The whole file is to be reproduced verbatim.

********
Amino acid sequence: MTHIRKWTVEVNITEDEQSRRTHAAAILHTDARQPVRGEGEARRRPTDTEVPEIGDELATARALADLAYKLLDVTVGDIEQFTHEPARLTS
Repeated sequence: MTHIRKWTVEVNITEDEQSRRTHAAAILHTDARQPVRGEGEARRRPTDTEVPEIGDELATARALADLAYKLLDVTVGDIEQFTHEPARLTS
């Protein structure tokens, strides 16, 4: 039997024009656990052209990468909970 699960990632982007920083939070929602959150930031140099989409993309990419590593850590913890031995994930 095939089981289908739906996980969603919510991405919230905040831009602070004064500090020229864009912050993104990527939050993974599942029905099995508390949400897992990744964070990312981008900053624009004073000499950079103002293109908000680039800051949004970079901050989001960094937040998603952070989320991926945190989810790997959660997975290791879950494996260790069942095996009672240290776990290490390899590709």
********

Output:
Amino acid sequence: MTHIRKWTVEVNITEDEQSRRTHAAAILHTDARQPVRGEGEARRRPTDTEVPEIGDELATARALADLAYKLLDVTVGDIEQFTHEPARLTS
Repeated sequence: MTHIRKWTVEVNITEDEQSRRTHAAAILHTDARQPVRGEGEARRRPTDTEVPEIGDELATARALADLAYKLLDVTVGDIEQFTHEPARLTS
């Protein structure tokens, strides 16, 4: 039997024009656990052209990468909970 699960990632982007920083939070929602959150930031140099989409993309990419590593850590913890031995994930 095939089981289908739906996980969603919510991405919230905040831009602070004064500090020229864009912050993104990527939050993974599942029905099995508390949400897992990744964070990312981008900053624009004073000499950079103002293109908000680039800051949004970079901050989001960094937040998603952070989320991926945190989810790997959660997975290791879950494996260790069942095996009672240290776990290490390899590709």